On Friday, June 27, at 8:09 pm, I received a text message. Although it was the start of the weekend, I was getting ready for bed in preparation for my early Saturday morning writing and exercise sessions. My first response was to ignore the text message and wait until tomorrow, but something told me it might be important. The text was from my youngest sister who I talk with multiple times each week.
I turned on my phone’s screen and read, “season 2 of Luke Cage is on Netflix!” I smiled and responded with, “No!!!!!! I will never sleep.” Season one was incredible and my sister remembered how much I enjoyed every episode.
In Marvel’s first season of Luke Cage, I found the plot, action sequences, and the intentional dialogues that gave voice to race and masculinity in contemporary America poignant. Through each of the thirteen episodes, the audience learns the story of how Luke Cage's incarceration led to an experiment that gifted him with supernatural abilities, and eventually transformed him into a hero of the Harlem community. With an intention, Luke wears a bulletproof hoodie sweatshirt as his version of a superhero cape in a conscious nod to the life of Trayvon Martin who was racially profiled and later killed by George Zimmerman. The first season of Luke Cage exceeded my expectations.
Yes, Luke Cage is a fictional character based on a Marvel comic book superhero, but I respect the leadership characteristics he embodies in the television series.
I’ve only seen the first three episodes of season two, but so far, it appears to continue with the high standards established in the first season. In these first several episodes you witness Luke wrestle with his identity and express emotional vulnerabilities when discussing his relationship with his dad and race in America. Some of the characters have returned from the first season, and there also exists several new characters to serve as friends and foes of Luke Cage. The Jamaican crime boss trains the African-Brazilian martial art of Capoeira, which as a fellow practitioner makes me enthusiastic about future episodes. Yes, Luke Cage is a fictional character based on a Marvel comic book superhero, but I respect the leadership characteristics he embodies in the television series.
This week, I want you to use your imagination and place Luke Cage in the current day United States of America. If he were a real person and eligible to run for office, I would vote for him in the next presidential election. He would earn my vote due to his integrity, bravery, and desire to make a positive impact on communities. I am confident that if he were elected, he would not advocate for travel bans, the ending of affirmative action admission policies, or take a passive stance against horrific crimes. Luke Cage's approaches to change would take place at the individual and systemic levels of unjust laws and policies.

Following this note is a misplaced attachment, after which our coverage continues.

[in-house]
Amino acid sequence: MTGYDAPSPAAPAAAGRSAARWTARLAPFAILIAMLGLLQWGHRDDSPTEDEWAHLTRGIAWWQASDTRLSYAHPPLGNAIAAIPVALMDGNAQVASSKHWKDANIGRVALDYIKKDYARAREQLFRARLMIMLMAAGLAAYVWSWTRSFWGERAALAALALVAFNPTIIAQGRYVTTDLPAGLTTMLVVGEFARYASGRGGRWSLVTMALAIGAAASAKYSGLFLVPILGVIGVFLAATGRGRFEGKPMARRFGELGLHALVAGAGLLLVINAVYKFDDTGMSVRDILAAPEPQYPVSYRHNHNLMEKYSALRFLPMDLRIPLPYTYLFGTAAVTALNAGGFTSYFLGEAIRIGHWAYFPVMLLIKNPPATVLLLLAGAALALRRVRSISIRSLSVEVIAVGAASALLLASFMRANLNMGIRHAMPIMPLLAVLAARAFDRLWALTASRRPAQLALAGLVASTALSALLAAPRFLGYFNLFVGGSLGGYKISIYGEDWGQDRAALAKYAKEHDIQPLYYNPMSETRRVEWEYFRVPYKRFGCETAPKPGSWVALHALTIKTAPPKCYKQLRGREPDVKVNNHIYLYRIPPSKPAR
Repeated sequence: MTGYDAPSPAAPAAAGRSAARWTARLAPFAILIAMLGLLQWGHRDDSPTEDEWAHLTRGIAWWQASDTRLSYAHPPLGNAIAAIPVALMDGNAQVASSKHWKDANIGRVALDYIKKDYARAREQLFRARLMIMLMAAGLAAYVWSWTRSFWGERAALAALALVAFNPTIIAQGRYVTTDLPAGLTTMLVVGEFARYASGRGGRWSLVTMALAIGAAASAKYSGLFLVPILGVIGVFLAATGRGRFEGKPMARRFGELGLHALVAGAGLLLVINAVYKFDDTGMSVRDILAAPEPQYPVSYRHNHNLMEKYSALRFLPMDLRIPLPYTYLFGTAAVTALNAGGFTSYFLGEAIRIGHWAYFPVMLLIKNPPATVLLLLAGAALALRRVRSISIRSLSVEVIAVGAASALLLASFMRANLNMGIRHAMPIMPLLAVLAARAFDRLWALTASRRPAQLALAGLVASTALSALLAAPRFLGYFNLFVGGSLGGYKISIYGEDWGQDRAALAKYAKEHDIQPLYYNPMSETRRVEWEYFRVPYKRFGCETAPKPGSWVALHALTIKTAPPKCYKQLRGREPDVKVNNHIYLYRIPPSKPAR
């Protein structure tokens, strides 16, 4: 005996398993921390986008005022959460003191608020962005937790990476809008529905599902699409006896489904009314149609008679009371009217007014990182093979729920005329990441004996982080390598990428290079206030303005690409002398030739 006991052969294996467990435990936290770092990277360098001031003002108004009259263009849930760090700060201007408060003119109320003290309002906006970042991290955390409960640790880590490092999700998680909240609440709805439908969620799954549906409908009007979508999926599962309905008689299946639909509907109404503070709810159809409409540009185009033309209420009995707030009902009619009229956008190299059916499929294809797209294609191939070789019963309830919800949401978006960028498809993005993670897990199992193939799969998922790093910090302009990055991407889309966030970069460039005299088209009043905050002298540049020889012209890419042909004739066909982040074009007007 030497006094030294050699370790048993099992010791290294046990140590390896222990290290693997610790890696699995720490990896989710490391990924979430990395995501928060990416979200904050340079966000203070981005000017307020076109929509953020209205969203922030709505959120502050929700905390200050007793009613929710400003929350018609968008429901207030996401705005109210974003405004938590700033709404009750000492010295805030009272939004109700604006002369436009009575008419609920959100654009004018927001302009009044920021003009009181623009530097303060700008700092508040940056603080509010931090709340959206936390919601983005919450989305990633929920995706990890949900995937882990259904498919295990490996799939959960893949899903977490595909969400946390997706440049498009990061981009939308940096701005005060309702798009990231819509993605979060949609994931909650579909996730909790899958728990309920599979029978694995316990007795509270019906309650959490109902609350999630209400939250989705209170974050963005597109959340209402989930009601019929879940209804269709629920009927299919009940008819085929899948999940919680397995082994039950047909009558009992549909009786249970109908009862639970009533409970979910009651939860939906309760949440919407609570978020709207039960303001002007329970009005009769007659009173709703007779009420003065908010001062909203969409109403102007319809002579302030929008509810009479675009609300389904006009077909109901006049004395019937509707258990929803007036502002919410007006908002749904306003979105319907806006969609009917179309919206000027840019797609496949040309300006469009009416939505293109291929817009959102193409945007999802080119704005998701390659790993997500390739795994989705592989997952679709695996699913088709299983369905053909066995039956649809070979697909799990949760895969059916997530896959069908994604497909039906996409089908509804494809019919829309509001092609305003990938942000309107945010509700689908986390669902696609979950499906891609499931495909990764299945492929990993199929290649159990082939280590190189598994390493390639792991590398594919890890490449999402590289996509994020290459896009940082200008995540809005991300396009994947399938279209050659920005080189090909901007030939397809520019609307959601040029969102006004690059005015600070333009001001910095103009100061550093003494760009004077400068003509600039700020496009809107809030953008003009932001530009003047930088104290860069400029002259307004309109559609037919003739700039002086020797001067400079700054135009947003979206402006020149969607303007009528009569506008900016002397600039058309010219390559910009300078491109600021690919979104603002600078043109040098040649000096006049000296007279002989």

If we wish to assume roles of command, we must be willing to first love ourselves, before qualifying to manage the responsibilities that accompany positions of power.
Effective, impactful, leadership derives from internalized positive self-awareness and the willingness to serve others. If we wish to assume roles of command, we must be willing to first love ourselves, before qualifying to manage the responsibilities that accompany positions of power. When we lack self-love, poor decisions occur, and we lend our support to actions that do not benefit our best interests or others.
From a selfless stance, leaders should strive to improve their selves, families, communities, organizations, and in some cases governments. The ideal leader will discover the methods to address the needs of marginalized populations, while also meeting the desires of people with an abundance of resources. This type of leadership is not easy, but if achieved, we can move in the direction of creating harmony. I'm sure this ideal leader sounds similar to the fantasy of a bulletproof superhero, but I'm optimistic and believe anything is possible.
This week, your call to action is to watch an episode of season two of Marvel’s Luke Cage available on Netflix! If this post resonates with you, share it in your community and consider contributing to a non-profit organization, United Capoeira Association – Berkeley, that creates superheroes by offering instruction in Capoeira.
*A previous version of this post originally appeared in my weekly column at The Good Men Project.